Women in Newham, as in every corner of London, are no strangers to crime.

In 2022 alone, women in the east London borough were victims of more than 300 violent night time attacks at the hands of men. 

Sometimes, a particularly shocking case will garner widespread media attention and community condemnation.

The murder of Kelly Stewart three years ago outside a church in Plaistow is one such example.

In court, Kelly who was aged 41 at the time of her murder, was described as “mentally ill and vulnerable”.

She had discharged herself from a mental health centre six days prior to her death and had taken to sleeping on the steps of her childhood church.

Her attacker was found to have probably targeted her after he had become embroiled in an argument with her ex-boyfriend earlier that night.Your Local Guardian: Kelly Stewart was killed in Plaistow in 2020Kelly Stewart was killed in Plaistow in 2020 (Image: Metropolitan Police)

Kelly’s death was covered extensively by Newham Recorder and in the national press, but most crimes against women still go largely unremarked or unreported.

But for those who police the streets of the borough, tackling low-level crime against women and girls is just as important as solving the biggest cases.

One such officer is PC Chloe Wright, who has worked for more than three years with the Metropolitan Police in North Plaistow, an area just a few minutes walk from where Kelly Stewart was killed.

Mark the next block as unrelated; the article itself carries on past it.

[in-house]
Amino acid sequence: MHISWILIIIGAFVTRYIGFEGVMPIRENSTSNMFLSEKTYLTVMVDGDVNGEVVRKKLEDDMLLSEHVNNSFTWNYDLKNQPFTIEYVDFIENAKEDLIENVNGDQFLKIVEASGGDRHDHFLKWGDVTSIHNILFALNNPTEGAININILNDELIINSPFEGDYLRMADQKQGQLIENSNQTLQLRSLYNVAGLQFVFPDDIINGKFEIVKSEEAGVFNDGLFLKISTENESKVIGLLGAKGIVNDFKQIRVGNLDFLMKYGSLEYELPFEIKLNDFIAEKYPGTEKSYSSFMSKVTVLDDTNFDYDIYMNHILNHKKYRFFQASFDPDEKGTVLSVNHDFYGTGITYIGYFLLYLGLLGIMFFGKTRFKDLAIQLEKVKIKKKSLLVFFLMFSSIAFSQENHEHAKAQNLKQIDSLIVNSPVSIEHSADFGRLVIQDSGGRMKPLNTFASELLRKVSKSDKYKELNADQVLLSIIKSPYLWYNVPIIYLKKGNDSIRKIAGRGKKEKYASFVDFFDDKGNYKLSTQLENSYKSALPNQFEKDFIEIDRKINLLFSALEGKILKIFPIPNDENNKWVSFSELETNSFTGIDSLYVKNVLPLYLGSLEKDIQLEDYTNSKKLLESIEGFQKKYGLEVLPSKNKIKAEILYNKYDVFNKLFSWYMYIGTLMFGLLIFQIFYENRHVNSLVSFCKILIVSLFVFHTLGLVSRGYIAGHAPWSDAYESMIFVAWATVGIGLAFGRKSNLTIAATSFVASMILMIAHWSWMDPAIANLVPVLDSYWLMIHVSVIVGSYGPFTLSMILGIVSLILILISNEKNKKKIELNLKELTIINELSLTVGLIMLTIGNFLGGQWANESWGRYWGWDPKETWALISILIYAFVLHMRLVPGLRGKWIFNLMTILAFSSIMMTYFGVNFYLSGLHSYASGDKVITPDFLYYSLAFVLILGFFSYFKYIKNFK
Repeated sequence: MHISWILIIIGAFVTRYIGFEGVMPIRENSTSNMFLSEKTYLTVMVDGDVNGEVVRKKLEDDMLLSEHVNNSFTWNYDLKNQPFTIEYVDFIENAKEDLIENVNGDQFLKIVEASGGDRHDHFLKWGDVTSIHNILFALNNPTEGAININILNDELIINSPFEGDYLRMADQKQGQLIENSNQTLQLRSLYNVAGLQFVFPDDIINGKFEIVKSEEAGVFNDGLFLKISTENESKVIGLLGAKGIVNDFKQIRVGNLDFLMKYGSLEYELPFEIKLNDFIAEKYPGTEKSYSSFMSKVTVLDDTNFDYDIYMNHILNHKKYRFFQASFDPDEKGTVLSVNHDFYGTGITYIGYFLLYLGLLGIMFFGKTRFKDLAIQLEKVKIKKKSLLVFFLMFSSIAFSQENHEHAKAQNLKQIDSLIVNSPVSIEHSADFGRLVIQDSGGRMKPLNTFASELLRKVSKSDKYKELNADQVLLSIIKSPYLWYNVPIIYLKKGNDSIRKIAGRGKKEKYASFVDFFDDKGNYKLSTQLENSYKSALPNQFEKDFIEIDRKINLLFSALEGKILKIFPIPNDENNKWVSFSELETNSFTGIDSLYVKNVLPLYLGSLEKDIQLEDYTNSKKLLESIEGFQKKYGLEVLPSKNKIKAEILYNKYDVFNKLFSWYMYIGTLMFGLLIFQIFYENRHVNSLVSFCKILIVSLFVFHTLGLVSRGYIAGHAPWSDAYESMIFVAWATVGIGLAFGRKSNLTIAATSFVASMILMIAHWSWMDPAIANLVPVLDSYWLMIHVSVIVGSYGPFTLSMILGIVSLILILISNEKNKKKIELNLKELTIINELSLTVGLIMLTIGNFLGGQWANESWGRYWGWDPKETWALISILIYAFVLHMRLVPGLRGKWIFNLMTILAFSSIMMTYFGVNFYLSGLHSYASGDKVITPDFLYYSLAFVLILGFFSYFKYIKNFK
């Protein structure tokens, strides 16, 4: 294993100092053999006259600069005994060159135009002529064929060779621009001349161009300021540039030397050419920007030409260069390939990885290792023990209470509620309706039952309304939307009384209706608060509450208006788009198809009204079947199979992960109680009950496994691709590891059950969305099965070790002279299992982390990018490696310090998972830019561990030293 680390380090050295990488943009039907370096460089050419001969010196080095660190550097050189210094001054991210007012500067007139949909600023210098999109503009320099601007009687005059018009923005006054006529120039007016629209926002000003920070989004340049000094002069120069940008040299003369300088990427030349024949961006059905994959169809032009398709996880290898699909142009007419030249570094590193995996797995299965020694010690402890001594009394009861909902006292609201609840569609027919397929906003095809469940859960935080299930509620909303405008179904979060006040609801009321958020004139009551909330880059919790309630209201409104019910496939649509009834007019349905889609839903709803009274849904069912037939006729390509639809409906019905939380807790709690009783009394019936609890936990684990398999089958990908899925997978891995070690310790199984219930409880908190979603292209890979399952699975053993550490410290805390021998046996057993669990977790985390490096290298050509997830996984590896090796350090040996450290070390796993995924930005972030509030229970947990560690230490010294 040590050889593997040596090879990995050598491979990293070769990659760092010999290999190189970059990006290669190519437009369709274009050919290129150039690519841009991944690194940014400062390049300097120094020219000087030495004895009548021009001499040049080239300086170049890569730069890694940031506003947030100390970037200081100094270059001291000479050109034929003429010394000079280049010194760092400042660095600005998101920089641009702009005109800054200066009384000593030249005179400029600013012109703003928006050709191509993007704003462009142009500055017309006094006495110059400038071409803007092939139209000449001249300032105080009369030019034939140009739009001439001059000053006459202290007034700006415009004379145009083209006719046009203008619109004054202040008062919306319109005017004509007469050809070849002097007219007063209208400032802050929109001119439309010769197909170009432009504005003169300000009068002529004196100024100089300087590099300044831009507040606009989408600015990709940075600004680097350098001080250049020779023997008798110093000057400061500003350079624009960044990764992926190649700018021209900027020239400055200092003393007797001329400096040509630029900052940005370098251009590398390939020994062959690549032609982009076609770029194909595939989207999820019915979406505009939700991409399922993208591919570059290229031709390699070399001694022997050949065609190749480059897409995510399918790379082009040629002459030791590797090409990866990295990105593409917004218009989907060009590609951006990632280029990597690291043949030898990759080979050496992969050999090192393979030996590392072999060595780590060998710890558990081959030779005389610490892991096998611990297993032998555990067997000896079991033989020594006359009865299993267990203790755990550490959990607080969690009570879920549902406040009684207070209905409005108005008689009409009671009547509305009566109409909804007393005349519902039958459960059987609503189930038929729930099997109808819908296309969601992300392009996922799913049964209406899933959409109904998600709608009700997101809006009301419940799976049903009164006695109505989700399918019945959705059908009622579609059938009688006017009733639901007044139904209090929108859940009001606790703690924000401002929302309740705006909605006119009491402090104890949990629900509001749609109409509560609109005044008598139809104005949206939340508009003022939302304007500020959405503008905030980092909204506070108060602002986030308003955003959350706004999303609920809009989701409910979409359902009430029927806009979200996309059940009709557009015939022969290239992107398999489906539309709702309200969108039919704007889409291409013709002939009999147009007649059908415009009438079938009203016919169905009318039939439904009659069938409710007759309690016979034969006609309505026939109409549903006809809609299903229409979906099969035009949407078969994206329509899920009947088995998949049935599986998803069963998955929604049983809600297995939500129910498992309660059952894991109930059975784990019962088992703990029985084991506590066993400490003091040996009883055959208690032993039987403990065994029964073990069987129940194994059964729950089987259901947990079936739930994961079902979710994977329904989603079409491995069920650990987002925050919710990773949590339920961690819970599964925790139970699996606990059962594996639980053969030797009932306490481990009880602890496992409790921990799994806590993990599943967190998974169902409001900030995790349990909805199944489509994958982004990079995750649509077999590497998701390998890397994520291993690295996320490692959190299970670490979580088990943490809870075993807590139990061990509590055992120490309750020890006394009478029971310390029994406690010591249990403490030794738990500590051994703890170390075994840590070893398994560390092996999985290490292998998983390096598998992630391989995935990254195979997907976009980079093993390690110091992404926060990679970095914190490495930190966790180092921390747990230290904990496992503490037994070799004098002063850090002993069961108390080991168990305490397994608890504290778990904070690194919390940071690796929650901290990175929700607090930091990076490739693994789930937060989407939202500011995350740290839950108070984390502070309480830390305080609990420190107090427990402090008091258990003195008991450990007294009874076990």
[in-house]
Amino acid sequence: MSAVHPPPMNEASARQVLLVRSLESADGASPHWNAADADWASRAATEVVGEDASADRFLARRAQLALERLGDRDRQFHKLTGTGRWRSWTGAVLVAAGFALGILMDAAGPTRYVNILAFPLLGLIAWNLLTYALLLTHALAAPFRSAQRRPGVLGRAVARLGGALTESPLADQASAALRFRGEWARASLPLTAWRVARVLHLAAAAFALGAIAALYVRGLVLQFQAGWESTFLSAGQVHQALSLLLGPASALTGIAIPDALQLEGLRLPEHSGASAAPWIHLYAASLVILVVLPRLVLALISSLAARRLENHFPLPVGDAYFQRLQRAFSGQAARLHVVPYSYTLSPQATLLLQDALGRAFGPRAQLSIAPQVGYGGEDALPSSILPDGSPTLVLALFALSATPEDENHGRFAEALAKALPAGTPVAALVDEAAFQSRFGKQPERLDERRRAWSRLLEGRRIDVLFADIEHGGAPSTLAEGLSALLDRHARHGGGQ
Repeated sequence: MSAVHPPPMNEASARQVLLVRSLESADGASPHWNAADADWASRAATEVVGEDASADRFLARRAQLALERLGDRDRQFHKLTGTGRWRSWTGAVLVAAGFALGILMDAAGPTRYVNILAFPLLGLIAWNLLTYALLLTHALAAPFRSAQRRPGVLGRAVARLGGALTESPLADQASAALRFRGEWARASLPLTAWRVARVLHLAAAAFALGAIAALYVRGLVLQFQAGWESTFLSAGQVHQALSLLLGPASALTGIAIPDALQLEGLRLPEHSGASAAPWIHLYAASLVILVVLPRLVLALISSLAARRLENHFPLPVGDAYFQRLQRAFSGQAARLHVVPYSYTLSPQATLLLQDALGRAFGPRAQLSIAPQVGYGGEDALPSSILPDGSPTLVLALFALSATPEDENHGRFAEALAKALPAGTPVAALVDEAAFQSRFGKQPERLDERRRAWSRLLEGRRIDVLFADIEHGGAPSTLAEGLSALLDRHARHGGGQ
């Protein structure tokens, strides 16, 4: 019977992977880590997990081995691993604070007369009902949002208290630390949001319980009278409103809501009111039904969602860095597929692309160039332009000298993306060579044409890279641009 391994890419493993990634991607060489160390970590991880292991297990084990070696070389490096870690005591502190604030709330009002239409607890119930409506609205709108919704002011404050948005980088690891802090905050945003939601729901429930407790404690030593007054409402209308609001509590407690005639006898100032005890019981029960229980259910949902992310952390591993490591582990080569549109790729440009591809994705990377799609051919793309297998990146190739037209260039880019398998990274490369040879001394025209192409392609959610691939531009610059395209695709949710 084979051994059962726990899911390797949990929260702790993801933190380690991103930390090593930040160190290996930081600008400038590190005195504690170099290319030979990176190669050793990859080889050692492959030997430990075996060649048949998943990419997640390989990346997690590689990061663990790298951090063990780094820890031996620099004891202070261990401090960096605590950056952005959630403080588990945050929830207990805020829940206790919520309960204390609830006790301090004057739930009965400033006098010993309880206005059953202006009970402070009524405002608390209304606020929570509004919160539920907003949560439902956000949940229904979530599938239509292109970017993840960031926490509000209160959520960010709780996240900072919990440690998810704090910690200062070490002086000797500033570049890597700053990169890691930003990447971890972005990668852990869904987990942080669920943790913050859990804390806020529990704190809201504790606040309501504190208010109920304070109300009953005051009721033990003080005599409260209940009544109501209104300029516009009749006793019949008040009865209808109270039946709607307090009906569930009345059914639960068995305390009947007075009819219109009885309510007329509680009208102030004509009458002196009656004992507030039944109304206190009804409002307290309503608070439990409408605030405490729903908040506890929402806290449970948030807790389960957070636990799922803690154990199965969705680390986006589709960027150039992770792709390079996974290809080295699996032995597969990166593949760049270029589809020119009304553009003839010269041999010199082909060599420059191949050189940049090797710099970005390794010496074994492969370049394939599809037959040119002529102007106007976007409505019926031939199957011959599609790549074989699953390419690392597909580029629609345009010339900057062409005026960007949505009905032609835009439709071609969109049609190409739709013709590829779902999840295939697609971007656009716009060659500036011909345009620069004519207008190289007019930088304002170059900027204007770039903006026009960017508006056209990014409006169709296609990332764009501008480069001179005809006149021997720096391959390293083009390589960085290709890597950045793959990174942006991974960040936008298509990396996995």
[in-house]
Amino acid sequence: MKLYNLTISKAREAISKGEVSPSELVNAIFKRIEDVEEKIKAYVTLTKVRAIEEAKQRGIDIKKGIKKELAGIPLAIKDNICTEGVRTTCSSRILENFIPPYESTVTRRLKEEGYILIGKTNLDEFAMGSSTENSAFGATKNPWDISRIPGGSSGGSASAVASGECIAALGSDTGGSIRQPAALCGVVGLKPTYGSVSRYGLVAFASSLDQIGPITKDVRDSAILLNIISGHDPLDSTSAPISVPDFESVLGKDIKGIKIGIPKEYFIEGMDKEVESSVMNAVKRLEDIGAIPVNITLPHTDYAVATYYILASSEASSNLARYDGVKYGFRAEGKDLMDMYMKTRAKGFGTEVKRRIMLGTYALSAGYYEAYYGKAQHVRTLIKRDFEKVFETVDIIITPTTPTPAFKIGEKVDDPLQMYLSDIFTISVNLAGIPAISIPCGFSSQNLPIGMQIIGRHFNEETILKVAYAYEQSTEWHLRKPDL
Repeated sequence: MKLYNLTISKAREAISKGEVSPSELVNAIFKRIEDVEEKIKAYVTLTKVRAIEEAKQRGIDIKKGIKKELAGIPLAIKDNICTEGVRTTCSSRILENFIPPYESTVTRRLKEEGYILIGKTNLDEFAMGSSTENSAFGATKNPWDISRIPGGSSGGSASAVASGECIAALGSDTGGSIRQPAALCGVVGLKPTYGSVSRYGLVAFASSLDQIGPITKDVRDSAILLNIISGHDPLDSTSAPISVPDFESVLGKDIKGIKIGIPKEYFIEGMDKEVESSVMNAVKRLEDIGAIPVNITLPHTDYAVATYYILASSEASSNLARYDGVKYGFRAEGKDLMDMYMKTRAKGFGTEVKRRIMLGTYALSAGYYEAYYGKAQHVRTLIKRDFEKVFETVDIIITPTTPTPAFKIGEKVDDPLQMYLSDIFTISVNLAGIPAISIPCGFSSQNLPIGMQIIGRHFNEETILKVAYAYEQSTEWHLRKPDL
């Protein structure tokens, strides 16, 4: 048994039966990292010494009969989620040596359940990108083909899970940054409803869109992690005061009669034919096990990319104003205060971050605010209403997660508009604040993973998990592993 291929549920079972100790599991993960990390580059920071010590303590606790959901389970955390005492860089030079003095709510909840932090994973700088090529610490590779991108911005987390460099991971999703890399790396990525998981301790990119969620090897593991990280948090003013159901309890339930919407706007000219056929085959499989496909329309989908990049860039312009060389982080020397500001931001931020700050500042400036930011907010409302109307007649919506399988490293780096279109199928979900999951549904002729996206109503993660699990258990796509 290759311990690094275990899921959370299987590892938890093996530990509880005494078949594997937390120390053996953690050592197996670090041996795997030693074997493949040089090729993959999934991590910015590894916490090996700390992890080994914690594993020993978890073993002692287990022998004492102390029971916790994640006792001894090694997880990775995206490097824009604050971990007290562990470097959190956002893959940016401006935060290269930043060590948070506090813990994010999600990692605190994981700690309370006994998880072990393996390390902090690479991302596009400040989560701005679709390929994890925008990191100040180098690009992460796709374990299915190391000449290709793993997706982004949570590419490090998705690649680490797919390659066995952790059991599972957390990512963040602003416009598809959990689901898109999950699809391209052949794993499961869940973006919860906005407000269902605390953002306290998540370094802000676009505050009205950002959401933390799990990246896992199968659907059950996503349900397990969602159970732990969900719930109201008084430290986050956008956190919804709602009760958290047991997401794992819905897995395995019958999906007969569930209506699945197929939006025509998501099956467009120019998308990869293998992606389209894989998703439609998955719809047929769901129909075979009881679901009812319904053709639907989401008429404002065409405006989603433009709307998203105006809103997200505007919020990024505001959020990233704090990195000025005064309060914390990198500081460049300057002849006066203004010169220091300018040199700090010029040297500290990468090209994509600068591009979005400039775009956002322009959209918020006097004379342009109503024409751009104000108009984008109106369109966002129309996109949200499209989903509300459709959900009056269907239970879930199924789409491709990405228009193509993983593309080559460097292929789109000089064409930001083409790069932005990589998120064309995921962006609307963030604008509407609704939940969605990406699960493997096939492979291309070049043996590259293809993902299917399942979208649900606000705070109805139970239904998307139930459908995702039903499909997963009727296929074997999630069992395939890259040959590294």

As a Safer Neighbourhoods Officer, her role largely focuses on community engagement and tackling anti-social behaviour in her area.

Speaking at an event to commemorate murder victims at Newham Town Hall in early December, PC Wright claimed that focusing on the “little things” can dramatically help with crime prevention.

She said: “There’s a bit of a gap in the market for some issues within the area.

“Perhaps its people’s route home, or somewhere they feel unsafe, but it’s not quite enough to be a crime.

“Our Street Safe app is a way for them to be able to report things like that to us.

“They can open my eyes and we can take the relevant action to get it sorted. It builds up to tackling the bigger crimes.

“If it’s something as little as putting in a streetlight, it can prevent someone from being stabbed there one day. You never know.”

Alongside the Street Safe app, where you can anonymously report safety concerns in public places to police, Walk and Talk is another scheme available for women to use.

During the walks, an officer will accompany a woman through areas they feel unsafe – often taking in a route they regularly walk for school or work – to see if improvements can be made.

PC Wright claims that while these kind of scheme have helped reduce crimes against women and girls, there is still more to do.

She said: “I think community engagement is a big part of that.

“I don’t think we will ever reach the point where it’s 100% safe everywhere, for everybody. Crime will always be there.

“It is a shame and it’s a bitter pill to swallow that every woman has some sort of back-up plan in case things go wrong.

“It’s a scary world to live in but if I can play even just a small part to make it a little bit better, then I will.”